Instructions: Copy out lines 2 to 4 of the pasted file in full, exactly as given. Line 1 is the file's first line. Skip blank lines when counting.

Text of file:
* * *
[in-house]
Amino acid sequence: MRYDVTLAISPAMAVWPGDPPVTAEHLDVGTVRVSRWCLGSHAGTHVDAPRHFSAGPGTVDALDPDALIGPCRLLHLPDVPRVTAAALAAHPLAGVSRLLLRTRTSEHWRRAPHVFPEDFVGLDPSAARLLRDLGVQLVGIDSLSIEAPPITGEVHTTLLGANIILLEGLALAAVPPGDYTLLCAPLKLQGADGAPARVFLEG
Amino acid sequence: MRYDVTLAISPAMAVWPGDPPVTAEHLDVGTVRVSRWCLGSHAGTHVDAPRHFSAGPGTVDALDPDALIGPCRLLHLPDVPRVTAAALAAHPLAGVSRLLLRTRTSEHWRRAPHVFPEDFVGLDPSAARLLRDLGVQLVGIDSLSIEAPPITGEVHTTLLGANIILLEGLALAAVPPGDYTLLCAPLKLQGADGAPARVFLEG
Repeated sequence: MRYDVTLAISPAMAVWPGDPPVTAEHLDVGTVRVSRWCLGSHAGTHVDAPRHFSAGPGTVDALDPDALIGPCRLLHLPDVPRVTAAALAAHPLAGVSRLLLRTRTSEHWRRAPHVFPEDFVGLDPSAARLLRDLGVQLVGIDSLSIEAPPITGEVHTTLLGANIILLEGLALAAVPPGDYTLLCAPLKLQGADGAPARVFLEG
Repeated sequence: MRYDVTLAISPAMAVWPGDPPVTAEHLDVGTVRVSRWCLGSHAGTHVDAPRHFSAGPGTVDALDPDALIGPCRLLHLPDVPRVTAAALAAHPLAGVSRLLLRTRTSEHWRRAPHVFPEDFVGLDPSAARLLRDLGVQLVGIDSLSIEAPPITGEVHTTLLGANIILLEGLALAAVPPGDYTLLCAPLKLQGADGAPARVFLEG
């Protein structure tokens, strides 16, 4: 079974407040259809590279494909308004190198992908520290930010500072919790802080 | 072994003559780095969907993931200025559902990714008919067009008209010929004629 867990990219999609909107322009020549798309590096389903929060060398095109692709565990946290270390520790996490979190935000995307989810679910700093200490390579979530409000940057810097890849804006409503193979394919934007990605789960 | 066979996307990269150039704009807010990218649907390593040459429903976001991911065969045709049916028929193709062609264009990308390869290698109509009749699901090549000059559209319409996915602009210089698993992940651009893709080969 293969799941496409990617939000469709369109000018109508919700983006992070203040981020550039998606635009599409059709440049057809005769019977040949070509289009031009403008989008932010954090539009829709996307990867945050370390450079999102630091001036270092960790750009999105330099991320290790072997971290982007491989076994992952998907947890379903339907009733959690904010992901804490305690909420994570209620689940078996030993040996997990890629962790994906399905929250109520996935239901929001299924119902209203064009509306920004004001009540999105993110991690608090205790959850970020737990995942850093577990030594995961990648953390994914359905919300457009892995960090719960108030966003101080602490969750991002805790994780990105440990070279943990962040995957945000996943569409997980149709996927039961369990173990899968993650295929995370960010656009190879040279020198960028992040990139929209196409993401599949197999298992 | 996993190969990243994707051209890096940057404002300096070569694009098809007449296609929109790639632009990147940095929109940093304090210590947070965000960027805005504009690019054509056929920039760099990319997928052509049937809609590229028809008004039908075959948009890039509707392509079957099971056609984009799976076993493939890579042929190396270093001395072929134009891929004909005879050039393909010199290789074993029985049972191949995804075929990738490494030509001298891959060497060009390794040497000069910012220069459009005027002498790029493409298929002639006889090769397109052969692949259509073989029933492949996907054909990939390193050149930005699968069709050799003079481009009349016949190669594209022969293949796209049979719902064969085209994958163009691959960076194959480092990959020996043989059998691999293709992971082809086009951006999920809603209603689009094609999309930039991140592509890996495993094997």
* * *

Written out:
Amino acid sequence: MRYDVTLAISPAMAVWPGDPPVTAEHLDVGTVRVSRWCLGSHAGTHVDAPRHFSAGPGTVDALDPDALIGPCRLLHLPDVPRVTAAALAAHPLAGVSRLLLRTRTSEHWRRAPHVFPEDFVGLDPSAARLLRDLGVQLVGIDSLSIEAPPITGEVHTTLLGANIILLEGLALAAVPPGDYTLLCAPLKLQGADGAPARVFLEG
Amino acid sequence: MRYDVTLAISPAMAVWPGDPPVTAEHLDVGTVRVSRWCLGSHAGTHVDAPRHFSAGPGTVDALDPDALIGPCRLLHLPDVPRVTAAALAAHPLAGVSRLLLRTRTSEHWRRAPHVFPEDFVGLDPSAARLLRDLGVQLVGIDSLSIEAPPITGEVHTTLLGANIILLEGLALAAVPPGDYTLLCAPLKLQGADGAPARVFLEG
Repeated sequence: MRYDVTLAISPAMAVWPGDPPVTAEHLDVGTVRVSRWCLGSHAGTHVDAPRHFSAGPGTVDALDPDALIGPCRLLHLPDVPRVTAAALAAHPLAGVSRLLLRTRTSEHWRRAPHVFPEDFVGLDPSAARLLRDLGVQLVGIDSLSIEAPPITGEVHTTLLGANIILLEGLALAAVPPGDYTLLCAPLKLQGADGAPARVFLEG